Aging is not programmed but quasi-programmed [22,44-46]. ("Quasi-" means "as if, resembling"). Quasi-program is an aimless continuation of a useful program that was not switched off upon its completion. Unlike a program, a quasi-program has no purpose. Developmental programs become aimless quasi-programs later in life. Quasi-programs are driven by antagonistic pleiotropic genes, which are beneficial early in life on the cost of aging later in life. Most genes that control aging and longevity constitute the mTOR pathway [22,23]. mTOR is absolutely essential during embryonic development [47,48]. In post-development, mTOR is involved in aging and age-related diseases .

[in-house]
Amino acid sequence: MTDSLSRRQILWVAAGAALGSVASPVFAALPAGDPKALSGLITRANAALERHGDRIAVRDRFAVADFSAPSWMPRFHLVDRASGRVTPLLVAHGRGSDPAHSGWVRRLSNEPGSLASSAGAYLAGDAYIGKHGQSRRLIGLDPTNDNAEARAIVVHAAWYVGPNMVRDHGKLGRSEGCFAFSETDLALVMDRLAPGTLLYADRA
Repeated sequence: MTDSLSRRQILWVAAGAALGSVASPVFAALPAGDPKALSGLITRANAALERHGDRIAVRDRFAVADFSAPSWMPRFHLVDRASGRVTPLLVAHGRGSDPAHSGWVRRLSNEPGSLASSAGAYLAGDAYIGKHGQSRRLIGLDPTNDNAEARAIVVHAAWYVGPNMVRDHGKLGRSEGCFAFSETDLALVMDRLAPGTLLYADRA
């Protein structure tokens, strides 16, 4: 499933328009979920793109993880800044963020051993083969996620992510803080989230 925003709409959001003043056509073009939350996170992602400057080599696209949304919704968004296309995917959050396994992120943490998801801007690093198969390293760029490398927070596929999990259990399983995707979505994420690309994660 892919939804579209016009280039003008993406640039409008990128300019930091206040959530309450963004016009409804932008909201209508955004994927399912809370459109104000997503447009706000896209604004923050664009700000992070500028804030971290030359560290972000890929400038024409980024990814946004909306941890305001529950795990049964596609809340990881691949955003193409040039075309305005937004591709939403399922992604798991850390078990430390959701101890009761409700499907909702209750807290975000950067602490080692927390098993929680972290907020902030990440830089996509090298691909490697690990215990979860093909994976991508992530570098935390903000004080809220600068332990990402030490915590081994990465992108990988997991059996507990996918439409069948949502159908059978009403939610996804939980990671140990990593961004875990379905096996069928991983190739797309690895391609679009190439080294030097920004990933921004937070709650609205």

Nutrients activate mTOR and cause insulin-resistance in cell culture [49,50] as well as systemically in rodents and humans [51-54]. There is a negative feedback loop between insulin signaling and TOR (Figure 2). When mTOR is activated, it blocks insulin signaling (insulin resistance) [49,55]. Noteworthy, insulin resistance is associated with premature menopause in some patients .
The menstrual cycle is fragile